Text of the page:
A great deal of my work centers around shattering myths about love, romance, and intimacy that cause untold amounts of anxiety in relationships and sexuality. If we start with the very basic “doubt means don’t” slogan that permeates the culture of romantic love, we see immediately what happens when we dismantle this pernicious myth: we’re free to experience the very common and often necessary doubt that arises in the face of real risk, and we realize that the more we make room for the doubt, the more it shrinks. This is the paradox of acceptance: once we accept what we fear most, the fear eventually falls away.

But the myths that keep us stuck aren’t only centered on love. We carry myths about friendship, myths about work, and myths about life itself. If only our early educational years focused more on the reality of life and less on the fantasy images disseminated by the media we would create a much healthier foundation upon which to enter adulthood. It’s the myths about life that have been cropping up in my work with clients over the past few weeks, so I want to shatter two of them here:

Myth #1: That Where You Live and the Lifestyle You Choose Will Create the Shimmer and Shine You’re Seeking. 

I can’t tell you how many times I’ve heard some version of the following: “I never imagined living this life, or the life that I’m headed toward: the suburban house with the partner and kids. It seems so boring. What about my fantasy of living in a loft in New York with a cat? What about living the artistic, bohemian life?”

To which I respond: “So why aren’t you living that life?”

“Because I crave stability. I want a family. But what about that other life?”

“What do you think the other life will give you?”

“Excitement, joy, shimmer! I would never feel bored! I wouldn’t be ordinary!”

“What’s wrong with ordinary?”

“I just never wanted to be ordinary. Is that normal? Do you hear that a lot.”

“Yes, in fact…well… it’s quite an ordinary thought. And when it comes to the demons in our minds, this is where we want to be ordinary!”

Nothing will create that inner glow you’re seeking except for your own connection to yourself. That’s not to say that there might not be geographic locations that are more suited for your temperament (and I’m not talking about relationship anxiety here, so if that statement spiked you please harness your loving parent right now!), but there isn’t a location or lifestyle in the world that’s going to make you feel whole and alive any more than there’s a perfect partner that’s going to make you feel whole and alive. Learning about your aliveness is your job and yours alone, and for some, it’s the work of a lifetime.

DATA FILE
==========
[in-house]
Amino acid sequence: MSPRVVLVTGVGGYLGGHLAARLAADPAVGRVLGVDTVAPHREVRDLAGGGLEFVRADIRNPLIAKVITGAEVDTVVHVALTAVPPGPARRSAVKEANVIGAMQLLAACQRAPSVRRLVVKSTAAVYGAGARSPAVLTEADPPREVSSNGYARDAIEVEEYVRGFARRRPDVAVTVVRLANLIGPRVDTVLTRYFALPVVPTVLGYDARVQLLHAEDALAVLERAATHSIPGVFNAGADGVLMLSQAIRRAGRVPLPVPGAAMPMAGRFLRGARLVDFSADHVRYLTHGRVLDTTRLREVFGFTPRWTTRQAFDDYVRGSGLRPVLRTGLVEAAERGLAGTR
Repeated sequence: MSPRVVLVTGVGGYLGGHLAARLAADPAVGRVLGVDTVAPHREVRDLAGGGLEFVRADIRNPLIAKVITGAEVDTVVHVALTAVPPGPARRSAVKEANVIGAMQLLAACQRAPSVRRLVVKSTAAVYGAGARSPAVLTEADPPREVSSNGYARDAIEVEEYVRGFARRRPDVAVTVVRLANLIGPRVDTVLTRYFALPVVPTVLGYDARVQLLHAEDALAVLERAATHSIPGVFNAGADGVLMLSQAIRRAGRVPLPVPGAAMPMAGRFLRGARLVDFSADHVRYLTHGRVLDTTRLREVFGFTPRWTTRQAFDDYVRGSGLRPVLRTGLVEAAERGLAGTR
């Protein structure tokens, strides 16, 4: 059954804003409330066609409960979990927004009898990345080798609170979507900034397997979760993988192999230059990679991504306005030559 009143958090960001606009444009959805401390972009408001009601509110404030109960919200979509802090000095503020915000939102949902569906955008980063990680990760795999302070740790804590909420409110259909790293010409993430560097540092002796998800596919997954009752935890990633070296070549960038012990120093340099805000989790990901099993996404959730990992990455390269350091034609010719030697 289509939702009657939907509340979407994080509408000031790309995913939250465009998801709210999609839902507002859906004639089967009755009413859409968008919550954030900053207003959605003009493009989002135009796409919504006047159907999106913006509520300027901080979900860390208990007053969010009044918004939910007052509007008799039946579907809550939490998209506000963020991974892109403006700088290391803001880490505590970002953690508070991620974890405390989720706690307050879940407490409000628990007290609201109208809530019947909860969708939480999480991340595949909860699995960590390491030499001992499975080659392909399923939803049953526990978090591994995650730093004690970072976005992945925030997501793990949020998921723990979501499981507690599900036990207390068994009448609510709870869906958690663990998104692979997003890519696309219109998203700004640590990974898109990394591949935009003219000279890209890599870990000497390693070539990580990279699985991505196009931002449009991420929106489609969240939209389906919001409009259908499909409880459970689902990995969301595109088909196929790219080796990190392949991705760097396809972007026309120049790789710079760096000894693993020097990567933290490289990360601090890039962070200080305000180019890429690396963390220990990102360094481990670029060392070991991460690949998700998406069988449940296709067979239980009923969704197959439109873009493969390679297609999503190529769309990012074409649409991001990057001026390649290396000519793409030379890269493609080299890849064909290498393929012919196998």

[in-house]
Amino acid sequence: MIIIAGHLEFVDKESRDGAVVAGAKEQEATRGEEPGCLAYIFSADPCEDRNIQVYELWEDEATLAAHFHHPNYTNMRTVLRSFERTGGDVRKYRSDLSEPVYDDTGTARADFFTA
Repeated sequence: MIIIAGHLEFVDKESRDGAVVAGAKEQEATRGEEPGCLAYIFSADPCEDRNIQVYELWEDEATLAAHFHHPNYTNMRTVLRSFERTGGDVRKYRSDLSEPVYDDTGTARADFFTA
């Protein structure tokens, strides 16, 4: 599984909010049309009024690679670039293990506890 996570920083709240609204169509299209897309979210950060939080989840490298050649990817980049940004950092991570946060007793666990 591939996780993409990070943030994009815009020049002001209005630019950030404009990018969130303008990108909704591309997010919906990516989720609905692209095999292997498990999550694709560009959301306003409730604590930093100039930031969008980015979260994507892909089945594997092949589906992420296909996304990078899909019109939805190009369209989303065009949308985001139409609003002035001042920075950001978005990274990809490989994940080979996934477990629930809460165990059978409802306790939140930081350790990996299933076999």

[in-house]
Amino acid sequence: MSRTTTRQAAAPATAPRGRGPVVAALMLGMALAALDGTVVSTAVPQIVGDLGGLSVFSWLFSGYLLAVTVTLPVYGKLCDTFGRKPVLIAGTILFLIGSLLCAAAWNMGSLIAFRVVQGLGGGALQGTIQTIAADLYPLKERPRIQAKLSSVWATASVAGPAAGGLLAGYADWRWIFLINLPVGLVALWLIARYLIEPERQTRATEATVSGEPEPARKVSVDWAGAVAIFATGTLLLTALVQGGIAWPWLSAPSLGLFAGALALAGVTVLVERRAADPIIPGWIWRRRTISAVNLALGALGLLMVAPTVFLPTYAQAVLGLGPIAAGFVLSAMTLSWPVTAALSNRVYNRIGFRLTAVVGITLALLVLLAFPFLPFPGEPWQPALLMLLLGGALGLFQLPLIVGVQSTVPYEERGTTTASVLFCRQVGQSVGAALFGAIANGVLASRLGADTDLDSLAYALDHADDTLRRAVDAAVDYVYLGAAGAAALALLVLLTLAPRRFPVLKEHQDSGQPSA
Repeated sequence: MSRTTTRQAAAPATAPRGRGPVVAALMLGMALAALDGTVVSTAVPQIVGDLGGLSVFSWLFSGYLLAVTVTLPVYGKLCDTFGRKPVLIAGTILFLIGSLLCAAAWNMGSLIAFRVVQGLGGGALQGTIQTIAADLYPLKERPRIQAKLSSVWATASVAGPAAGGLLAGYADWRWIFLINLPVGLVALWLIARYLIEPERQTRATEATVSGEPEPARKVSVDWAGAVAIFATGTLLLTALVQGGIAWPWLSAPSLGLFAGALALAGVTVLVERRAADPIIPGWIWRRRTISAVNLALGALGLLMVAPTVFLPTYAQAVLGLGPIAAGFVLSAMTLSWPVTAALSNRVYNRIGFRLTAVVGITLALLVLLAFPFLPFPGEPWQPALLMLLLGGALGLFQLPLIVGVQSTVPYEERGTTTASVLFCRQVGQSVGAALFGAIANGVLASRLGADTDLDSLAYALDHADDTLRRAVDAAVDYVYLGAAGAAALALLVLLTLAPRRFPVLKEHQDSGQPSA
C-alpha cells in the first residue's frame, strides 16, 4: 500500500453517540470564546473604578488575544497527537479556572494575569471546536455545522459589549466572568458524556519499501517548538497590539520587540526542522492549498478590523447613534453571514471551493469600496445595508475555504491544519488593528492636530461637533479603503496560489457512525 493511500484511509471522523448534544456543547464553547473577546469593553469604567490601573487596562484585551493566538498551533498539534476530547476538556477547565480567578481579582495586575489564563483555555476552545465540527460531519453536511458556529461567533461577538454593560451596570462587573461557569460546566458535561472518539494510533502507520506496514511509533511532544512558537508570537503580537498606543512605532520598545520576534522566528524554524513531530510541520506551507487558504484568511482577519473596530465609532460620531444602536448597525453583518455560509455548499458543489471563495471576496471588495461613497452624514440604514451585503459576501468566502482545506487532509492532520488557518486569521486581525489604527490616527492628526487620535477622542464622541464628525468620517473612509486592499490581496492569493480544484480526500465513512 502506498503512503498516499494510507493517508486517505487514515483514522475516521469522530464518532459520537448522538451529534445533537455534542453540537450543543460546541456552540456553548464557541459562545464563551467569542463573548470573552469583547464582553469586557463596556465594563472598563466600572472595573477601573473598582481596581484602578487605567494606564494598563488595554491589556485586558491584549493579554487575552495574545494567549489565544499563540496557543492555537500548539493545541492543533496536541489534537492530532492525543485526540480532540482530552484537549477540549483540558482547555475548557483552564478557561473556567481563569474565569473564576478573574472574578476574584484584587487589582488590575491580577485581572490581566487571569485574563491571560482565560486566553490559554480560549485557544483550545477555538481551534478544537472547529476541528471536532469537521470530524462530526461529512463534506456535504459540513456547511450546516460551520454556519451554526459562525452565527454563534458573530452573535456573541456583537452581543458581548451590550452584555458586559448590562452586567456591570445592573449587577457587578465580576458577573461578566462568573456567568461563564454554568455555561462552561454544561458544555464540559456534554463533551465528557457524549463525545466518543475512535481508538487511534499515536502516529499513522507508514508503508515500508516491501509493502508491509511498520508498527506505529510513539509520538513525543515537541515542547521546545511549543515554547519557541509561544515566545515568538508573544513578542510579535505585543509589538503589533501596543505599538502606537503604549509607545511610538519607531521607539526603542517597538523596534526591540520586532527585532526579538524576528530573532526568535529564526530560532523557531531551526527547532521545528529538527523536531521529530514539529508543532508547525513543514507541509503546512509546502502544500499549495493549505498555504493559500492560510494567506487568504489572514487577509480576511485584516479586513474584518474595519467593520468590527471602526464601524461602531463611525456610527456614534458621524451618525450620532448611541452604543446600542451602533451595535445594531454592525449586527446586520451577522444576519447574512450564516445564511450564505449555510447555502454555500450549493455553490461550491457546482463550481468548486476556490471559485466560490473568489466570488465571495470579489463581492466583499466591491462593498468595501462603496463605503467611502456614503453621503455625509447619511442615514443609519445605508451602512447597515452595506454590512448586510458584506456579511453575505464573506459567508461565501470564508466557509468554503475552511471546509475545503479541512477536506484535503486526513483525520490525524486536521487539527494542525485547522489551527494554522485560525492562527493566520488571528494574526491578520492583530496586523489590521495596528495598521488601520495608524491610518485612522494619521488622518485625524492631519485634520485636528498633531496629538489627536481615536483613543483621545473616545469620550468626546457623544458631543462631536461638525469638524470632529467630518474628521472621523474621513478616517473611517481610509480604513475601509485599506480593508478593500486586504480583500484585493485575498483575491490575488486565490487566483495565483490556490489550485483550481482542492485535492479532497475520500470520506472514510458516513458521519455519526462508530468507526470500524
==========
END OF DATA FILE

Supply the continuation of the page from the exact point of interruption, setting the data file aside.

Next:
Myth #2: That Life and Especially Adulthood Should be Easier Than It Is.

You might consciously know that growing up isn’t easy, but when you’re stuck in the trenches of trying to figure out what it actually means to be an adult it’s easy to forget this cognitive awareness and revert to the cultural myth that adulthood should be effortless and easy.

Western culture is predicated on an adolescent mindset that stunts our growth and makes it difficult to step into full-fledged adulthood. Because the culture waves out the flags that say, “Follow your bliss! Life should be a party! If your relationship is difficult it means you’re with the wrong person!”, most people find it difficult to grow up. This leaves you in a perpetual state of adolescence where you believe that work should always be fun and inspiring, you should feel in love forever, and life should be easy (like it was in college).

I’ve dissected myths about love hundreds of times, so let’s take a moment to shatter this myth about work that says, “I should always feel inspired!” The truth is that work will not always be fun and inspiring. Yes, the hope is that you find work that is meaningful and aligned with your values, but that doesn’t mean that work doesn’t sometimes feel like work. Regardless of the messages of the culture, most of us have a resistant adolescent character inside that would much rather watch a movie or sit around eating potato chips than buckle down and do the work that needs to be done. The path of growing up includes working with both the culturally conditioned and nascent resistant part of us that bucks at the idea of hard work as we recognize that being an adult is not the life of the adolescent or the college student.

How do you shatter the myths that are keeping you stuck?

As I often say on my blog and courses, you douse them with truth-water.

And how do you learn the truth?

By limiting your exposure to mainstream media and proactively choosing to immerse yourself in quality information, including books, podcasts, documentaries, and even who you follow on platforms like Instagram. If you’re at a loss about what this means, start with my Recommended Resources list.

You didn’t have a choice regarding the information you were exposed to growing up, but you have a choice now. You can choose to continue along the path of least resistance, which means continually exposing yourself to the damaging myths extolled in mainstream media or you can choose to nourish yourself with information, images, and messages grounded in truth and wisdom.

What myths are keeping you stuck? The ones I’ve listed above are only two of the hundreds of myths that the culture propagates that inhibit stepping into your true self. Do you carry myths about love, friendship, having children, work, family, sexuality? If a belief or expectation is externally imposed instead of internally derived, it’s something that you’ve absorbed from the culture and it would benefit you to start to unpack it so that you can clearly see where you’re shifting offtrack. I’d love to hear which myths you’re untangling in the comments below.

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